Scientists have a new theory about the distribution of oxygen and water in Europa's oceans. Credit: NASA

Ocean Oxygen Levels on Jupiter’s Moon Europa Similar to that of Earth

According to the most optimistic estimates, the level of oxygen in the oceans of Europa will be the same as in the oceans of the Earth, which gives hope that this oxygen can support life.

A groundbreaking new theory about Jupiter’s moon Europa

An American research team led by Mark Hesse of the University of Texas suggests that oxidizers may be transported through the ice by runoff from saltwater or brines formed during the formation of Europa’s chaotic landscapes. With the outward smoothness of the satellite, observed from a decent distance, up close it is actually covered with a scattering of endless cracks, ridges, and ice hummocks covering a quarter of Europa’s surface.

It is believed that the process of formation of these surface features under the influence of Jupiter’s tidal forces also implies the appearance of large volumes of near-surface brine. Authors of an article published in Geophysical Research Letters show that these brines can drain through the underlying ice and carry oxidizers in processes referred to as “porosity waves”. These pulses can propagate through the ice for 20,000 years.

Oxygen and water on Europa: Can its oceans sustain life?

Europa is considered one of the best places in the solar system to look for alien life, as astronomers have found signs of oxygen and water, as well as chemicals that can serve as nutrients for microorganisms. However, Europa’s ice shell, which is estimated to be 10 to 30 kilometers thick, could prove to be an insurmountable barrier between water and oxygen generated by sunlight and Jupiter’s charged particles hitting the ice surface.

“The most plausible scenario, based on the available data, is that oxygen could be carried by salt water or brine,” explains Hesse.

Scientists believe that in areas where the ice shell of Europa is partially melting, the brine mixes with oxygen from the surface and carries it further into the moon’s interior.

Europe (foreground), Jupiter (right) and Io. Credit: NASA
Europe (foreground), Jupiter (right) and Io. Credit: NASA

A computer model created by Hesse and colleagues showed how this can happen to brine after the formation of a chaotic landscape: the brine seeps in the form of “duty cycle waves” that cause the ice pores to expand momentarily, allowing the brine to pass through them before they are sealed again.

This type of oxygen transport seems to be a fairly efficient way to deliver oxygen through the ice: 86% of oxygen from the surface as a result of these processes can be delivered to the ocean. However, the data currently available to scientists leave a very wide range of levels of oxygen delivered in this way to the ocean of Europe throughout its history – estimates differ by 10 thousand times.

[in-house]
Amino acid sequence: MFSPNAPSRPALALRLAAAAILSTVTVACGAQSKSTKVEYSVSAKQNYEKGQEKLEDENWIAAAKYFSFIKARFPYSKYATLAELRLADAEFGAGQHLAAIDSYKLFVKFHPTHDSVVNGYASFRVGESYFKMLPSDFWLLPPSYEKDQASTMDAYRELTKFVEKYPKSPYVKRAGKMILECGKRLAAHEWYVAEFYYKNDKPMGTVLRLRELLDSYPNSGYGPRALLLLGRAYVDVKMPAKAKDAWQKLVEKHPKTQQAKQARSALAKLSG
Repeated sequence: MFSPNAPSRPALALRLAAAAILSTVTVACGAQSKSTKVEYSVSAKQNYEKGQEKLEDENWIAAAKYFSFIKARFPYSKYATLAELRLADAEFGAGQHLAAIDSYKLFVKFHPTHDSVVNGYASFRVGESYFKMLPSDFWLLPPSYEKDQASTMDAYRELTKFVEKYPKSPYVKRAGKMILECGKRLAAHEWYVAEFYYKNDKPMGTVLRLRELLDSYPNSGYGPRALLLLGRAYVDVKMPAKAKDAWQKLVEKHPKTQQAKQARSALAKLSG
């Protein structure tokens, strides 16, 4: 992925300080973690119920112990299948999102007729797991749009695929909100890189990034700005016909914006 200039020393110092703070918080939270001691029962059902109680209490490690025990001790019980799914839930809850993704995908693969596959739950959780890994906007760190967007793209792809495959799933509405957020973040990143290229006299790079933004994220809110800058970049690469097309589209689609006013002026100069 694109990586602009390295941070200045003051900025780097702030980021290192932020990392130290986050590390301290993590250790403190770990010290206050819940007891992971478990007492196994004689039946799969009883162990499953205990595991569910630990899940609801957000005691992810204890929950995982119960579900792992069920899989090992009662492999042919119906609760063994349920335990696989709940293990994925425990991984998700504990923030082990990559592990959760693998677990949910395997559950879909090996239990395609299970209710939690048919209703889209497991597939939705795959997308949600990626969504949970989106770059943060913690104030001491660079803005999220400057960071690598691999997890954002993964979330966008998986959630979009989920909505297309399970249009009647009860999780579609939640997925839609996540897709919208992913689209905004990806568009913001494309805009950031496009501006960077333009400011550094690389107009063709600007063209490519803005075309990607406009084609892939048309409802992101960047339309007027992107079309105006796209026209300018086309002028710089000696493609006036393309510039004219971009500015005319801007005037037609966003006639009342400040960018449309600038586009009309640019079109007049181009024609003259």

“According to the most optimistic estimates, the level of oxygen in the oceans of Europa will be the same as in the oceans of the Earth, which gives hope that this oxygen can support life in the subglacial ocean,’ says another co-author of the paper, Steven Vance, a researcher at NASA’s Jet Propulsion Laboratory.

Jupiter’s moon is a primary target for research

The theory was originally proposed by other scientists but has now been tested by creating the world’s first physical-based computer simulation of these processes, in which oxygen makes its way along with salt water under the “chaotic landscapes” of Europa.

“Our study shows that such processes are quite possible,” says Hesse. “So you can say that one of the unsolved problems of the habitability of the subsurface ocean of Europe has now been solved.”

NASA’s Europa Clipper robotic interplanetary probe, whose mission is to find out whether Europa has the conditions necessary to sustain life, is expected to launch from Earth in 2024.

Numerous instruments of this device, including a radar echo sounder developed by scientists at the University of Texas, will help scientists learn more about the presence and availability of the ingredients of life on this satellite of Jupiter.


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Sources:

EurekAlert! (n.d.). On Jupiter’s moon Europa, ‘chaos terrains’ could be shuttling oxygen to Ocean.
Hesse, M. A., Jordan, J. S., Vance, S. D., & Oza, A. V. (n.d.). Downward Oxidant Transport Through Europa’s Ice Shell by Density-Driven Brine Percolation.
O’Neill, M. (2022, March 25). “chaos terrains” could be shuttling oxygen to ocean on Jupiter’s moon europa. SciTechDaily.
UT News. (2022, March 24). On Jupiter’s moon Europa, ‘chaos terrains’ could be shuttling oxygen to Ocean.

Written by Vladislav Tchakarov

Hello, my name is Vladislav and I am glad to have you here on Curiosmos. As a history student, I have a strong passion for history and science, and the opportunity to research and write in this field on a daily basis is a dream come true.

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